An ophthalmic solution in its early stages of investigation showed a trend of delaying or preventing the progression of cataracts. The topical solution, identified only as C-KAD (Chakshu Research, Inc., Los Gatos, California), is intended to reduce or reverse the signs of cataract formation. Phase I/II US Food and Drug Administration (FDA) clinical trials are complete, and results indicate a trend toward improved vision in patients with early signs of cataract.
"In the initial, fairly large clinical study, C-KAD showed a trend toward improved vision in individuals with early to moderate, but not advanced, cataracts," said Peter J. McDonnell, MD, in a telephone interview with CRST Europe. Dr. McDonnell, of Johns Hopkins University, is the chairman of the Chakshu Research, Inc. scientific advisory board. A larger study will be needed to demonstrate statistically significant efficacy.
According to a Chakshu Research news release, the drug is designed to prevent damage to the eye by inhibiting reactions that cause oxidative stress, which is the generally accepted cause of cataract. The formula, according to the company, works by breaking up age-forming lipid and protein aggregates to reduce haze and improve visual clarity. A permeation enhancer allows the formula to penetrate into the eye, reaching the lens and vitreous. If approved by the FDA, C-KAD would represent the first safe and noninvasive treatment for vision loss associated with cataracts.
"As a physician, I can say that it would be nice to have treatments for people whose cataract is either not severe enough to need surgery or who have a health problem that precludes them from surgery," Dr. McDonnell said, adding that C-KAD "is targeted at the group of individuals who are experiencing the onset of cataractous symptoms."
Candidates for the drug will include younger, active patients who are first noticing deterioration in their quality of vision. Often, these patients will still have 20/20 vision while reading an eye chart but complain of loss of contrast sensitivity.
"The idea is that if these patients are already starting to experience symptoms, presumably they are likely to get worse relatively quickly," Dr. McDonnell said. "In many people, this drug would delay or avoid the need for cataract surgery by providing them with very good functional vision for much longer than they would have otherwise."
The phase I/II clinical trial included 111 patients from academic centers including Johns Hopkins University, Harvard University, and the University of Utah. Inclusion criteria were as follows: aged 50 years or older, early cataract in both eyes, mild-to-moderate impairment of vision, otherwise healthy eyes, and otherwise good health. Patients had an average starting vision of 20/23 and were prescribed four drops of C-KAD daily for the treatment of their symptoms. Follow-up exams spanned 4 months after initial treatment.
In a subgroup analysis, results showed that C-KAD was a safe treatment that helped patients lower intraocular pressure and gain lines of BCVA. According to the company, 43% of patients in a group of patients who achieved the best results with the drug, a two-line improvement in BCVA was seen.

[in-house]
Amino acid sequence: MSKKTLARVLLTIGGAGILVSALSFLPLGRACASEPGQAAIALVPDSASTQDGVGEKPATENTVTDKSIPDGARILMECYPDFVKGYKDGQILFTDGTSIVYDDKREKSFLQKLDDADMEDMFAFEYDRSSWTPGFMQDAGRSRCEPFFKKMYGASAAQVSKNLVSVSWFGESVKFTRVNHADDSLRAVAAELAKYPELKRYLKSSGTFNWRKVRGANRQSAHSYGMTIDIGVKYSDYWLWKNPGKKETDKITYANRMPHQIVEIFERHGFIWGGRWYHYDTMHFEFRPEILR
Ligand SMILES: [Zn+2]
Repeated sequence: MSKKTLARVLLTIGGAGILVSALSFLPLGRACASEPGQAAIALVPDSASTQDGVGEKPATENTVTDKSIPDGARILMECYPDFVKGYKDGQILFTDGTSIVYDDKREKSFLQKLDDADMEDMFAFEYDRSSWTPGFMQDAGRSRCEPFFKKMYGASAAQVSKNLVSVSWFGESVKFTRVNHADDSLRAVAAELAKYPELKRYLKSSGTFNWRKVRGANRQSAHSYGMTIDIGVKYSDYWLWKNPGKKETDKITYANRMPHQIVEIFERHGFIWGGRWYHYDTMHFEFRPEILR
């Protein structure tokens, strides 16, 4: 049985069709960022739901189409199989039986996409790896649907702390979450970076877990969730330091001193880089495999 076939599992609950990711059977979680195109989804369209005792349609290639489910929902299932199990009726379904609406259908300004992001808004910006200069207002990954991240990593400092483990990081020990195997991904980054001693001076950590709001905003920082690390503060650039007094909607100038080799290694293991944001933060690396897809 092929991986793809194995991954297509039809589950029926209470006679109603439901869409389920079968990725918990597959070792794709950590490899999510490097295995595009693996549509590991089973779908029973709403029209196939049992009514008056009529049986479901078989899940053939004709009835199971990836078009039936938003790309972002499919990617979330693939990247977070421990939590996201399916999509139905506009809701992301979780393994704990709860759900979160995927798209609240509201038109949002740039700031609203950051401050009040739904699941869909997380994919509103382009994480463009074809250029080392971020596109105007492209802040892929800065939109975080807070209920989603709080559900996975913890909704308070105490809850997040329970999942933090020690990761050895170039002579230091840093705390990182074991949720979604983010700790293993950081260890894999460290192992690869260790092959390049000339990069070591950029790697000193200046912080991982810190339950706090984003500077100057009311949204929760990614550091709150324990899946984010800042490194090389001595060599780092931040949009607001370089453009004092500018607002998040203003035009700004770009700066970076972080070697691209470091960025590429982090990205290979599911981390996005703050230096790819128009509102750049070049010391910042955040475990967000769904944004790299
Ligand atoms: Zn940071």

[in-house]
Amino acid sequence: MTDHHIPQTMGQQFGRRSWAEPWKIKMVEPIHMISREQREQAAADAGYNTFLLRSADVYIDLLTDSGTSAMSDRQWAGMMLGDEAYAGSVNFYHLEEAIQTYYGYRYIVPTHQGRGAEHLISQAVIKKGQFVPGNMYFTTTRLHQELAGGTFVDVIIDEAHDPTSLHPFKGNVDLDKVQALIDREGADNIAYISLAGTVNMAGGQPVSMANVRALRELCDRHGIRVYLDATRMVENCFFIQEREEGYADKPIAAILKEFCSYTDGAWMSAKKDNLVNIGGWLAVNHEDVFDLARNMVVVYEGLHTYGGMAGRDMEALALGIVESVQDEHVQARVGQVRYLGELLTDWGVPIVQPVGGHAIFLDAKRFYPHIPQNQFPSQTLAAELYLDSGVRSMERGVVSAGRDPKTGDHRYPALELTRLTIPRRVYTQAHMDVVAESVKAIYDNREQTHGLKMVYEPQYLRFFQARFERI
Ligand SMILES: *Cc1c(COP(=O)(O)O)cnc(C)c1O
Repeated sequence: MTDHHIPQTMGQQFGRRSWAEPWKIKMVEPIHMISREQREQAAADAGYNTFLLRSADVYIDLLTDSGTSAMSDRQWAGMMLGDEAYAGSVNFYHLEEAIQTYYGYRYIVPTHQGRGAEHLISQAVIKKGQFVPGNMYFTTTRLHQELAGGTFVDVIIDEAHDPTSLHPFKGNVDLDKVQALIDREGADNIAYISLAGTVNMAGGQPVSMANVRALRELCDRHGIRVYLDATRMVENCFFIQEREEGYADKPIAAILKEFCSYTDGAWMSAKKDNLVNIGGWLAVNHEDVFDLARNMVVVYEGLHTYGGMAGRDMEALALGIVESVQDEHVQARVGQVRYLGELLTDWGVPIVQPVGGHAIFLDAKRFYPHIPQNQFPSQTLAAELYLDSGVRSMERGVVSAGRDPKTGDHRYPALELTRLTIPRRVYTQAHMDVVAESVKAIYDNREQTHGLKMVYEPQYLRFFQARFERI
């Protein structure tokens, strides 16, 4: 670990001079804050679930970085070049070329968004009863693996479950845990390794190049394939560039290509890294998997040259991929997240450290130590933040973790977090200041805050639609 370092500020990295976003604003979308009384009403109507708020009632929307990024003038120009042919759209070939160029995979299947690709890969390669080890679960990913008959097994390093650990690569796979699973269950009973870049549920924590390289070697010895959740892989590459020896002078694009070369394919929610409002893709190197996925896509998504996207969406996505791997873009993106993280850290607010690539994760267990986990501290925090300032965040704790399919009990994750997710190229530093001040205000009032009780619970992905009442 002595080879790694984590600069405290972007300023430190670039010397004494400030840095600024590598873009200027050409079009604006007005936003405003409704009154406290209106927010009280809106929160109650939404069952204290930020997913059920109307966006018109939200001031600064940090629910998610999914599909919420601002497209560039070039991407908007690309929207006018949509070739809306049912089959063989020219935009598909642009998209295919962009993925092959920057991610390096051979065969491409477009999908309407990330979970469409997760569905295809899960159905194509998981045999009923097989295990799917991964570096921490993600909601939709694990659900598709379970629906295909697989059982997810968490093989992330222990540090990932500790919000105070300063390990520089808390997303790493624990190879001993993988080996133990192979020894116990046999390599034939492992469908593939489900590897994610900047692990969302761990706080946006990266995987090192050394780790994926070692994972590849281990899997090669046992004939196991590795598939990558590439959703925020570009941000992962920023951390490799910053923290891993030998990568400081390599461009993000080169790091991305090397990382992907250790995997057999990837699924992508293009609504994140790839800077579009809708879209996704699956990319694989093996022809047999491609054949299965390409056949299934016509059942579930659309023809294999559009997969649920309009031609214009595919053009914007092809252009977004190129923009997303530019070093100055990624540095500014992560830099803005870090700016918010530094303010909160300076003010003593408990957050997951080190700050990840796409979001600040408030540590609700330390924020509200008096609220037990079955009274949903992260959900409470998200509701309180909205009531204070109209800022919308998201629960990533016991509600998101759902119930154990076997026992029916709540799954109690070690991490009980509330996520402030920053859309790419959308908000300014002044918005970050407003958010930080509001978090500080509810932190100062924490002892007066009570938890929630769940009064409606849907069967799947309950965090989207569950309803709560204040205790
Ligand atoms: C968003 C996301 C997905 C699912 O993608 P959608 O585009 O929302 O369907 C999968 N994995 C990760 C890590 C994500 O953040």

FDA approval, Dr. McDonnell said, hinges upon results from planned pivotal clinical studies. A larger patient population is needed to show a statistically significant improvement of vision in patients with cataracts. An approval would mean a positive change in the treatment of cataracts, predicted good news considering the shortage of ophthalmologists in the next decade.
"Otherwise, it is going to be a challenge for us—with the graying of our population—to continue doing business as usual. The approval of a treatment to improve vision in cataract patients would reduce the burden of cataract," Dr. McDonnell said. While other over-the-counter products make such claims, he said, C-KAD is the only drug "that we are aware of going through the rigorous FDA approval process to substantiate their claims and which will be prescribed by physicians."
According to statistics from the National Eye Institute, many patients die within 5 to 10 years after cataract surgery. Delaying the progression of cataract for a decade with a treatment such as C-KAD has the potential to decrease the number of cataract surgeries by as much as half, Dr. McDonnell said. "This would have a dramatically positive impact on the spiraling costs of health care. Also, with a projected 30% shortage of ophthalmologists and expanding needs to treat other diseases like age-related macular degeneration and diabetic retinopathy, reducing the need for cataract surgery may help ophthalmologists meet the eye care needs of our society."
Although results to date are promising, Dr. McDonnell hastened to add that no treatments have been approved yet.
"There is no guarantee that results of such trials will be positive. From my perspective, however, it is an enormous hope to treat patients with cataracts that are not yet severe enough to require surgery. It is a big opportunity to positively impact the functioning of many older patients who nowadays lead active lifestyles. I think whatever company can come up with a successful product will be rewarded."
Peter J. McDonnell, MD, is the Director and William Holland Wilmer Professor of Ophthalmology at the Wilmer Eye Institute, the Johns Hopkins University School of Medicine, Baltimore. Dr. McDonnell states that he receives reimbursement as the chairman of the Chakshu Research Inc. scientific advisory board. He may be reached at firstname.lastname@example.org.